Amendments to the act are here: https://www.nmlegis.gov/Sessions/19%20Regular/Amendments_In_Context/HB0204.pdf
The amendments seem to emasculate the act by removing details of carbon sequestration and sustainable practices that define what healthy soil is. But according to Jeff Goebel of the Climate Consensus Institute, removing the practices but keeping the principles listed on p. 3 above the section that is lined out made it possible to achieve consensus, namely the support of the NM Cattlegrowers Association and the NM Farm and Livestock Bureau. The principles are:
(1) keeping soil covered;
(2) minimizing soil disturbance on cropland and minimizing external inputs;
(3) maximizing biodiversity;
(4) maintaining a living root; or
(5) integrating animals into land management, including grazing animals, birds, beneficial insects or keystone species, such as earthworms
Without an advisory board, funding, or practices, I’m not sure how seriously NM ag will take the act, but the principles are a start.
3.4.19 HB 204 Passed in House Appropriations Committee today and is heading to the House Floor, then to the Senate, and finally, if all goes well, to the Governor
Your voices were heard! The Healthy Soil Act passed the Ag&Water Committee this morning with bi-partisan support.
Thank you for your calls and emails, and a very special thank you to those who showed up today, undaunted by winter storms.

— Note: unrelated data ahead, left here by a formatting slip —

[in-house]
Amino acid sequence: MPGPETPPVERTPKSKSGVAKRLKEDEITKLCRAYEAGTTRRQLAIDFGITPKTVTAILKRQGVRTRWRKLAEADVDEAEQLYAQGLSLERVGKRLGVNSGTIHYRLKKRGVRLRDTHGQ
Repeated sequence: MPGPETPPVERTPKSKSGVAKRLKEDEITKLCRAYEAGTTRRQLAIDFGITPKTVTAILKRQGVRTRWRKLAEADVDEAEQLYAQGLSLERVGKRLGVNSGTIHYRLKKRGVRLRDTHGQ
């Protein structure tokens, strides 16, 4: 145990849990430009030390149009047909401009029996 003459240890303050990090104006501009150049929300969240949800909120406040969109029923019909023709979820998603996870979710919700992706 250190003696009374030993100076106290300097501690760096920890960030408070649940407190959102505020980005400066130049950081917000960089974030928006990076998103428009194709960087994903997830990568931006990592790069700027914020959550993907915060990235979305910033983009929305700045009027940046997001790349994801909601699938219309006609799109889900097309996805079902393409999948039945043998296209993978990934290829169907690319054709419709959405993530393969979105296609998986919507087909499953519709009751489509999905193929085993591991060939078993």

We’ll keep you updated about next steps, in the meantime:
Now is a good time to contact your local representatives (House and Senate) and ask them to support the Healthy Soil Act (HB 204).
Contact your legislator:
Your personal story is always best, or here are some talking points:
Healthy soils provide financial benefits for farmers and ranchers (less cost and greater production), and environmental benefits that affect all of us.
The Healthy Soil Act supports farmers and ranchers in voluntary soil health stewardship, offering education, technical assistance and financial incentives.
The Healthy Soil Act empowers local soil and water conservation districts, tribes, pueblos and acequias to work with land managers to implement soil health stewardship.
The Healthy Soil Act leverages federal funds, providing a match for NRCS and other new grant opportunities in the 2018 farm bill.